Michael Elmore, senior director of University Center and Student Activities, said that out of all the facilities on campus, not a single one currently prioritizes student use. While classes obviously come first, just one space prioritized for student organizations could do wonders, he said.
“There's not a single space for programs where a student organization gets first priority and that's something that, from where I sit, we ought to be able to change,” Elmore said.
The system software of 25Live is not the problem, Elmore said. It’s the lack of student-first space.
“The issue isn't the scheduling software, the issue is the space crunch and the conflicting priorities that everyone seems to have. So, carving out something that can be students-first would be a great step forward,” Elmore said.
Although there are a variety of areas, such as classrooms, on campus for groups to hold events, they are not favorable for performance groups because their shows require specific characteristics that a limited number of spaces offer. Turning these common areas into performance spaces is something groups face often, Elmore said.
“If you look at other spaces around campus, you're really talking about taking spaces that are meant for general assembly and turning them into more theatrical spaces,” Elmore said.
However, even Katzen needs to renovate some of their spaces for performance use, said Lisa Ager, Katzen’s facilities and operations manager.
“Our black box studio, we've rigged it to be for small performances, but it was originally intended to be just a classroom for theater,” Ager said. “So, we've literally installed more lighting, more piping and now some curtains are going to go in this summer to make it a performance space.”
The Greenberg Theater in Tenleytown was originally designated to be the school’s main theater and the Abramson Family Recital Hall in Katzen Arts Center was intended to be a smaller recital space. While some performance groups can use Greenberg, it is often booked and tougher to reserve because it costs more to use than Katzen, Ager said.
“At Katzen, we try to keep it as minimal as possible, it's really just recouping cost of a staff member being there and maintenance on the equipment. Greenberg might have to charge a little bit more because their facilities are more complex and they have much smaller staff than us,” Ager said. “So, they often rely on full-time staff to work overtime to make events possible.”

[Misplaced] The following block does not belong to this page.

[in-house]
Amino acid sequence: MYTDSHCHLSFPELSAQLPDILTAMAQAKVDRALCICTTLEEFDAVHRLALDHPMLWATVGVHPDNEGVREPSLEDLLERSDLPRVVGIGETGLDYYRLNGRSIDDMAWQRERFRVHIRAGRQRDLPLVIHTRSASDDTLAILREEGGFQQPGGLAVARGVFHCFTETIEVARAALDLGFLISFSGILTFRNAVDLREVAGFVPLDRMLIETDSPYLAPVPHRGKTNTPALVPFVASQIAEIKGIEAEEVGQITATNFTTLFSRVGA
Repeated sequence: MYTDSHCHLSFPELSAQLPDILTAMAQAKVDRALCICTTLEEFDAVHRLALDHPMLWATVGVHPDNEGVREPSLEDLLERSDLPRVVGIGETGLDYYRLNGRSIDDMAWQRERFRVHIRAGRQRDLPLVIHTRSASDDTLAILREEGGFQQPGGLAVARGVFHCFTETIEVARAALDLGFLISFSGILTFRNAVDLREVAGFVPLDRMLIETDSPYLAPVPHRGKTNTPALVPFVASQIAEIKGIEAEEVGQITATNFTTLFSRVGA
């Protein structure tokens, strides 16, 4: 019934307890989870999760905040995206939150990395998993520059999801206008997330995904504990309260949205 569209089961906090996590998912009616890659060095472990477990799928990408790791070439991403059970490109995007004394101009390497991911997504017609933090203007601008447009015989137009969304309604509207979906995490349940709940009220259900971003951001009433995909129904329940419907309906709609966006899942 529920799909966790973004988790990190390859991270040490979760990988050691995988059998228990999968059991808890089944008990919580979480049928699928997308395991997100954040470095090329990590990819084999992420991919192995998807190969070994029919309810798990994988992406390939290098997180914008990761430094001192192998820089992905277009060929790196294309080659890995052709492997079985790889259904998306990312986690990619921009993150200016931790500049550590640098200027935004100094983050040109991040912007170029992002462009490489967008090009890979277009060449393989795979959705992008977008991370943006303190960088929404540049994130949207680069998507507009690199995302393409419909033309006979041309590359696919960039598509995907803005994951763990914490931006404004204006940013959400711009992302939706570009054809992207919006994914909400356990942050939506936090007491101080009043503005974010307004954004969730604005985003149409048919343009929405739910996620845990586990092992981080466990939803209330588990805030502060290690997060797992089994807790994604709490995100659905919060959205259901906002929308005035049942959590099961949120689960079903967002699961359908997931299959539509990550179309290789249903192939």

The University is considering renovating the third floor of the Mary Graydon Center. However, nothing is final, including what space might be able to for campus groups to use. President Sylvia Burwell is working on the University’s next strategic plan, which will guide the school’s growth over the next five years. She would like to release it in fall 2018, she told The Eagle in March.
Members of AU’s performing arts department hope performance space will be addressed in the plan. However, Ager said she has not yet been approached by University leaders about it. Elmore said a big hurdle for the University in approving another performance space is the question of it being fully used.
“They would, but there are competing priorities and does that mean if we built another theater, that it would get used fully? And there's maybe some skepticism as to whether you would have full use of a second theater space,” Elmore said. “So, we have to prove that somehow, if you build it, will they come?”
As for what students can do, Elmore said relaying all these needs to student representatives and administrators is the most effective way to go about bringing change.
“We've been encouraging them to get their voices out there and advocate for themselves in the planning process a lot more,” Elmore said.
With big changes expected in Burwell’s upcoming strategic plan, Morton understands that performance groups are low on the list, but hopes something is done.
“I understand why our very specific need of a performance space is low on the list, but it kind of sucks that it keeps not happening,” Morton said.
This story was originally published in the April print edition of The Eagle.